The merit of Marxist predictions concerning Reactionary Socialism lies in the identification of its retrograde tendency. The communists successfully anticipated that the social conditions conducive to the adoption of Reactionary postulates would fade away. Indeed, they have been non-existent in the West for almost a century. This is the reason why most current Western reactionary movements are basically LARPing clubs. Their only alternative is to rely on external conditioners such as strict peer pressure to perpetuate themselves. This is the mechanism employed by religious sects with “traditional” values: instead of letting the meme adapt to the medium, the meme itself creates a favorable environment for its survival.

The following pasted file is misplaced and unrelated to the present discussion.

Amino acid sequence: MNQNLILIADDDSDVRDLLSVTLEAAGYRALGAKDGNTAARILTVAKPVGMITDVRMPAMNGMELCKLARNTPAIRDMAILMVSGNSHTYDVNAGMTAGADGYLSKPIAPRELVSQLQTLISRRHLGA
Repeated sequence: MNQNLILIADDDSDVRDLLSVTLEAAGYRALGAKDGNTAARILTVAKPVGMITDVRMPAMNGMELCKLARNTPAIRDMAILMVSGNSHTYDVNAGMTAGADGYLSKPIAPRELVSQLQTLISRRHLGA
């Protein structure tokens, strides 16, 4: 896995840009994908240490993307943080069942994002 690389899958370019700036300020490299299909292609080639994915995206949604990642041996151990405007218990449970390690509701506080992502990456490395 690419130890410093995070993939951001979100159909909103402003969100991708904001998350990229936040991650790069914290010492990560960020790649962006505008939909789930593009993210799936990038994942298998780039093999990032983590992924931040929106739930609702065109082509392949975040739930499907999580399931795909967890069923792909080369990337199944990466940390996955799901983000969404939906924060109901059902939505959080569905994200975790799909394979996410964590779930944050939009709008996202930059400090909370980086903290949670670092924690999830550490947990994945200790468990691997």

As highly-abstract memeplexes, German Socialism and its exported national variants were able to overcome the loss of their habitat, the fin de siècle capitalist hellscape. They did so through a form of convergent evolution with communism, though, and acquired in the process a revolutionary and accelerationist streak. National Socialists didn’t see themselves as counter-revolutionary, but carrying forth different type of revolution. They saw their overcoming of class distinctions as nothing but the next step in the revolutionary dialectical process.  The Futurist world of aluminum, skyscrapers and parachutes, which inspired Fascist Italy and Nazi Germany, is a good example of this. The crumbling of the Axis powers after World War Two allowed for the victors to reappropriate the most successful elements of this memeplex, and breathe life into them: the rocket, the highway, the atom bomb, and the space program. As a result, the strong association this technological icons had with reactionary socialism was diluted and eventually lost. As we’ll see in future installments of this series, however, the socialists kept trying.